The prior literature also examines the role of corporate disclosures in predicting stock price crash risk. For example, it has been found that opaque firms are more likely to experience stock price crashes (Hutton et al. 2009), and that aggressive tax strategies raise incentives for managers to hoard bad news and hence increase stock price crash risk (Kim et al. 2011b). DeFond et al. (2015) show that mandatory IFRS adoption increases disclosure transparency, thereby decreasing non-financial firms’ stock price crash risk. In terms of corporate disclosure attributes, firms with higher-quality corporate social responsibility disclosures may experience lower stock price crash risk (Kim et al. 2014), and less readable annual reports are associated with higher stock price crash risk (Kim et al. 2019), suggesting that managers hide bad news in complex financial reports.

Our paper differs from previous studies by exploring spoken disclosures in conference calls. These calls allow managers to present information in a less-constrained manner, and contain ad hoc conversations between managers and call participants, making managers’ own disclosure behavior and style more observable to investors. Therefore, conference calls provide a suitable setting for investigating managers’ disclosure incentives and behavior.

Hypotheses Development

How conference call tone predicts stock price crash risk is unclear, because managers often face an ethical dilemma in making financial reporting decisions (Evans et al. 2001; Liu et al. 2015). This leads to two competing hypotheses. On the one hand, managers may be driven by self-interest and unethical intentions, and may engage in unethical financial reporting when the benefits of mis-presentation outweigh those of being honest or ethical, even if unethical behavior may be harmful to investors (Gibson et al. 2013; Hannan et al. 2006; Liu et al. 2015). Consequently, the credibility of voluntary disclosures is widely questioned. According to agency theory, managers are incentivized to overstate performance by strategically concealing bad news and accelerating the release of good news (e.g., Huang et al. 2014; Kim and Zhang 2016). Optimistic language is important in evaluating unethical financial narratives, as it reflects firms’ attempts to distort perceptions (Yuthas et al. 2002).1 Ample evidence reveals that disclosure tone can be manipulated to hide bad news and inflate investors’ perceptions of the firm (Merkl-Davies and Brennan 2007).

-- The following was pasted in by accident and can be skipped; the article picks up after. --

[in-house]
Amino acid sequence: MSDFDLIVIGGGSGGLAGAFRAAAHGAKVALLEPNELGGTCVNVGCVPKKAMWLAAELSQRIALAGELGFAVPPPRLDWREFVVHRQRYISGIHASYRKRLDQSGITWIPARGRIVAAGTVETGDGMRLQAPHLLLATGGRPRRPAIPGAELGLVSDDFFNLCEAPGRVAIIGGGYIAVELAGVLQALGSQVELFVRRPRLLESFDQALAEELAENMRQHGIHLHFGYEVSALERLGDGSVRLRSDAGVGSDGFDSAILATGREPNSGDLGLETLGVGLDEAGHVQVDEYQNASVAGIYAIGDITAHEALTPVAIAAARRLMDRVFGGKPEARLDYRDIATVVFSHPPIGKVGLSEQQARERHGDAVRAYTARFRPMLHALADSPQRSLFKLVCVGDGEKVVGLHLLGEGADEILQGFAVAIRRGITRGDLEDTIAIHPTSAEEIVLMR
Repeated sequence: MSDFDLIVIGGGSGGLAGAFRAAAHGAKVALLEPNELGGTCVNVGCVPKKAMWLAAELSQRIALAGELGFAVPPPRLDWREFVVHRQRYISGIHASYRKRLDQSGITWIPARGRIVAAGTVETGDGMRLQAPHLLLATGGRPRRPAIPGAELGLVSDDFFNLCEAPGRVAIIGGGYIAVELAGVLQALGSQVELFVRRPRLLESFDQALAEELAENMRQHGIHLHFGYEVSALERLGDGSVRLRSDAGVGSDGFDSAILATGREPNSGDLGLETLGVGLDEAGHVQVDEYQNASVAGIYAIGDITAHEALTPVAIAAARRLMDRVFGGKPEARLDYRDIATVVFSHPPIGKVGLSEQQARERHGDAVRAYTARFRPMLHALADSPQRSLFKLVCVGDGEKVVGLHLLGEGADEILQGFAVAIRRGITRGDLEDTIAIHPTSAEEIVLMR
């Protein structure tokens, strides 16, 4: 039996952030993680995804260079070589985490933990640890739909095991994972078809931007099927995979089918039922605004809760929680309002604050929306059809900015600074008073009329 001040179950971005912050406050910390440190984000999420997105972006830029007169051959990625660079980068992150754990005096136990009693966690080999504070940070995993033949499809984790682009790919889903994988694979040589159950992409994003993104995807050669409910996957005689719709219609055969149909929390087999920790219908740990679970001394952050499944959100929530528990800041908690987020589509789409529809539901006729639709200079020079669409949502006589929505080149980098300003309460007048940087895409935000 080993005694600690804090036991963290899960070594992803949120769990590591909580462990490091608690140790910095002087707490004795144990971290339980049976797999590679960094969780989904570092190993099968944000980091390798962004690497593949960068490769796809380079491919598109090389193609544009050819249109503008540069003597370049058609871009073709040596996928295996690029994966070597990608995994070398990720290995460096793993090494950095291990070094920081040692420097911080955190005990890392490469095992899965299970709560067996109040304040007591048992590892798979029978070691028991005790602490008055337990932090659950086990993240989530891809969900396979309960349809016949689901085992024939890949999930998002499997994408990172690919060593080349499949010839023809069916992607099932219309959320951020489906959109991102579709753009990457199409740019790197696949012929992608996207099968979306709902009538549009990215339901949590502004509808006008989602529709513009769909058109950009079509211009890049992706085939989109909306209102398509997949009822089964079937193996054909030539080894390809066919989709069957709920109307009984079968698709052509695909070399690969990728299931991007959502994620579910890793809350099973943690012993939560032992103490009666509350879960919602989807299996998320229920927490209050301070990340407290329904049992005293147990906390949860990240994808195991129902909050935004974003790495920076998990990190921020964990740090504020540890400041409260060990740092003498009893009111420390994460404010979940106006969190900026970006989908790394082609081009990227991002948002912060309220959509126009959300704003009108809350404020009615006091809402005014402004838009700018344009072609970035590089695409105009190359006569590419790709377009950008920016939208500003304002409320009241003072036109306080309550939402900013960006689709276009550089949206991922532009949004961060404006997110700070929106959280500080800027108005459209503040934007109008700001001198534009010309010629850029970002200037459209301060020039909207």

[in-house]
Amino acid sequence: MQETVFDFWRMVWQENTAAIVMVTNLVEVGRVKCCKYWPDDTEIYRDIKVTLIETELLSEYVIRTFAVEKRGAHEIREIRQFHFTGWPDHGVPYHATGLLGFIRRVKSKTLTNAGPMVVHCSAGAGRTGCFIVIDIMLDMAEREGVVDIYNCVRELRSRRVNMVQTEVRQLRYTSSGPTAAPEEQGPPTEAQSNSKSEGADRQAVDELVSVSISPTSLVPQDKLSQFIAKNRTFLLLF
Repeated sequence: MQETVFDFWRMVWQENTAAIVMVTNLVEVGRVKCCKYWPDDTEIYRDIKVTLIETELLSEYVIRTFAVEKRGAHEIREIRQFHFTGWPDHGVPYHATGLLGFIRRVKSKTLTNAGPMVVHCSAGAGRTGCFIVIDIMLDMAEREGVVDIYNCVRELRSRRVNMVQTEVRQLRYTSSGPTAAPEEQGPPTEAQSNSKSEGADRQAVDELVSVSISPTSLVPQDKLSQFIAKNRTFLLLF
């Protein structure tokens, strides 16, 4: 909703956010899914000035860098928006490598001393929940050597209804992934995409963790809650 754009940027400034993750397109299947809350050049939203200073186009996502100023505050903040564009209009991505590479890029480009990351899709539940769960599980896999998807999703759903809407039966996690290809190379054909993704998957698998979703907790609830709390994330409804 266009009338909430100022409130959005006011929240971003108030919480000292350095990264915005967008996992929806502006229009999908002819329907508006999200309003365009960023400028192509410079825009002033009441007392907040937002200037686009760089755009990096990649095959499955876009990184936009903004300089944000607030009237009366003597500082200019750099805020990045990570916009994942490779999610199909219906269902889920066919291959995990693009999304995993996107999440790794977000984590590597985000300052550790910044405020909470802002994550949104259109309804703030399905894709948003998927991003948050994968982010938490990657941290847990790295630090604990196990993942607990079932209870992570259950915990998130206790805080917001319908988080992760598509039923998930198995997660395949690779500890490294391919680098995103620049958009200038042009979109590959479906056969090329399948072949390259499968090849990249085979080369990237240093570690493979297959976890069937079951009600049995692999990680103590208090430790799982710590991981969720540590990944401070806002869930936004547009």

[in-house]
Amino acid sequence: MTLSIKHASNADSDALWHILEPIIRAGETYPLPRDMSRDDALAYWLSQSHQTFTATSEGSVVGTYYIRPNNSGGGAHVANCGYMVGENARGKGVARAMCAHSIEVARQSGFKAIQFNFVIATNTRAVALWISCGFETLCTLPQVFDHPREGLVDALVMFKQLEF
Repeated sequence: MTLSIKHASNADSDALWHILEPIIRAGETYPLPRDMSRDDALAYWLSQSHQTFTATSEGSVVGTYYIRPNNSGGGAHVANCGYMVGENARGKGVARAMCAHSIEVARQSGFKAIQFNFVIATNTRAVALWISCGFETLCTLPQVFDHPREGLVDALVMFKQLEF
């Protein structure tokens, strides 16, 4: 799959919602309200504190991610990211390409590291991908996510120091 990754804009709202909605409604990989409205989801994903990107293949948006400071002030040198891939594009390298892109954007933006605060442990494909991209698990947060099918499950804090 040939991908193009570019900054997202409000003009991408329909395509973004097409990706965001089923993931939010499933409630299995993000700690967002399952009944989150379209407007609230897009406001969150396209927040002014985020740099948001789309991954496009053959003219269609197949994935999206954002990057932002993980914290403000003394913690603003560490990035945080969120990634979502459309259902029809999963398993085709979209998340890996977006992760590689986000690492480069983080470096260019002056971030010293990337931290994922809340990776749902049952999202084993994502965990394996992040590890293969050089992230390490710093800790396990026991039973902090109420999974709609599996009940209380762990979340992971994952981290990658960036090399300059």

Optimistic language may serve as an impression management strategy, emphasizing positive aspects of the business and obfuscating negative news (Cho et al. 2010; Clatworthy and Jones 2003; Hooghiemstra 2000; Merkl-Davies and Brennan 2007). Therefore, we expect optimistic earnings conference call tone to positively predict stock price crash risk, leading to our first hypothesis (i.e., the impression management hypothesis) as below:

Hypothesis 1

The optimistic tone in earnings conference calls is positively associated with stock price crash risk.